# Solving Inverse Kinematics with Gradient Descent

I am trying to implement my own inverse kinematics solver for a robot arm. My solution is a standard iterative one, where at each step, I compute the Jacobian and the pseudo-inverse Jacobian, then compute the Euclidean distance between the end effector and the target, and from these I then compute the next joint angles by following the gradient with respect to the end effector distance.

This achieves a reasonable, smooth path towards the solution. However, during my reading, I have learned that typically, there are in fact multiple solutions, particularly when there are many degrees of freedom. But the gradient descent solution I have implemented only reaches one solution.

So my questions are as follows:

1. How can I compute all the solutions? Can I write down the full forward kinematics equation, set it equal to the desired end effector position, and then solve the linear equations? Or is there a better way?

2. Is there anything of interest about the particular solution that is achieved by using my gradient descent method? For example, is it guaranteed to be the solution that can be reached the fastest by the robot?

3. Are there cases when the gradient descent method will fail? For example, is it possible that it could fall into a local minimum? Or is the function convex, and hence has a single global minimum?

1. You have to analytically compute all IK solutions. This is basically done with straightforward geometry. Most robotics textbooks with a section on manipulation will have a detailed explanation of this. But you might also want to check out the ikfast library.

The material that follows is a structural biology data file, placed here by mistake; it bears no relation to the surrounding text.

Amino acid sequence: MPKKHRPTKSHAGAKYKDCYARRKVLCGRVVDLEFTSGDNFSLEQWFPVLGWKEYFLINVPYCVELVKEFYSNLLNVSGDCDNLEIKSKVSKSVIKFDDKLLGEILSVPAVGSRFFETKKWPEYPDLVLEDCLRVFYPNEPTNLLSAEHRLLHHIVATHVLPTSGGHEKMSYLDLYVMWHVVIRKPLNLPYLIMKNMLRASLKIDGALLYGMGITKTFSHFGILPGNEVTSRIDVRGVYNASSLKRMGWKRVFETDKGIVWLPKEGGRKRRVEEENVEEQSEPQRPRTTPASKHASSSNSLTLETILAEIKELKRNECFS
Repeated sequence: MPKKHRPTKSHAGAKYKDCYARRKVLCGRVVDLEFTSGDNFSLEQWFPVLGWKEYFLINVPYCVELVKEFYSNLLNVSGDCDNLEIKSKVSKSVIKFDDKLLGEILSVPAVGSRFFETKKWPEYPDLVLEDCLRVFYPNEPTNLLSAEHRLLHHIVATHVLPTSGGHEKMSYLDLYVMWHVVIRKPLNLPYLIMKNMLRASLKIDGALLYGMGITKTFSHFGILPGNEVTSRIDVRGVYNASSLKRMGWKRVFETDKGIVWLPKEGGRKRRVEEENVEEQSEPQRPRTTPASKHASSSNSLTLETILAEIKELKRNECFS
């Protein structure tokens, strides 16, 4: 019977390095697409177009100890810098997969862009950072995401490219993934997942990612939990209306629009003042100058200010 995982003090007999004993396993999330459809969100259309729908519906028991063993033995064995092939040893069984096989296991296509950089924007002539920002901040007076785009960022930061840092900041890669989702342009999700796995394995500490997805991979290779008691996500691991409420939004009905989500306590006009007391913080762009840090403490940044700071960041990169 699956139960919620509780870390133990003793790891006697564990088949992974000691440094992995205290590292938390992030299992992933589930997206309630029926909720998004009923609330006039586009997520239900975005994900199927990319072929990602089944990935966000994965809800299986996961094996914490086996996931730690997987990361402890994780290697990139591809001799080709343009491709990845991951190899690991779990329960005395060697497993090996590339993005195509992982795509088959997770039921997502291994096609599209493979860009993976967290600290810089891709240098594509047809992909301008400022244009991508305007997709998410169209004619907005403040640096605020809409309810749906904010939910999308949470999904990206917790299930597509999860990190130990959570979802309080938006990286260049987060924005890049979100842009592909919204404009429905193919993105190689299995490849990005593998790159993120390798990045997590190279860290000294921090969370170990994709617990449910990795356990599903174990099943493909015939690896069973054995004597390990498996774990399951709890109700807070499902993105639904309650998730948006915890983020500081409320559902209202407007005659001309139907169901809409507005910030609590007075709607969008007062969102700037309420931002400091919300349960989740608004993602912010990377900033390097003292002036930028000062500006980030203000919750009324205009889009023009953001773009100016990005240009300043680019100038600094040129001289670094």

2. I am not sure if your gradient decent solution is guaranteed to have any special properties. But I think it will probably be the closest solution in joint space except for in some special cases. Note that there may be reasons to choose a different IK solution. My answer to this post has a list of some metrics that you may be interested in: Evaluating the similarity of two 7 Degree of Freedom Arms.

3. Yes, I believe that there are circumstances that can cause gradient decent to fail. (But this probably depends on the degrees of freedom and workspace of your arm). See this thread for more info: Is the geometric inverse problem's solution "continuous" for a redundant robot?.

There are more approaches to solve the inverse kinematics equations.

If you want to continue to use the pseudo-inverse based approach and still obtain more then 1 solution you can flip the sign of joint angle 1 for example (if it is a puma type robot arm) in the initial guess and run the iterative solver again. Same for joint angle 3. You can have situations where it will not converge (e.g. out of reach, singular, etc.)

There are however method which analytically calculate all angles. These should also be faster then the iterative method. These are based on geometrically obtaining a formula for your joint angles and applying that formula once, without any iterations.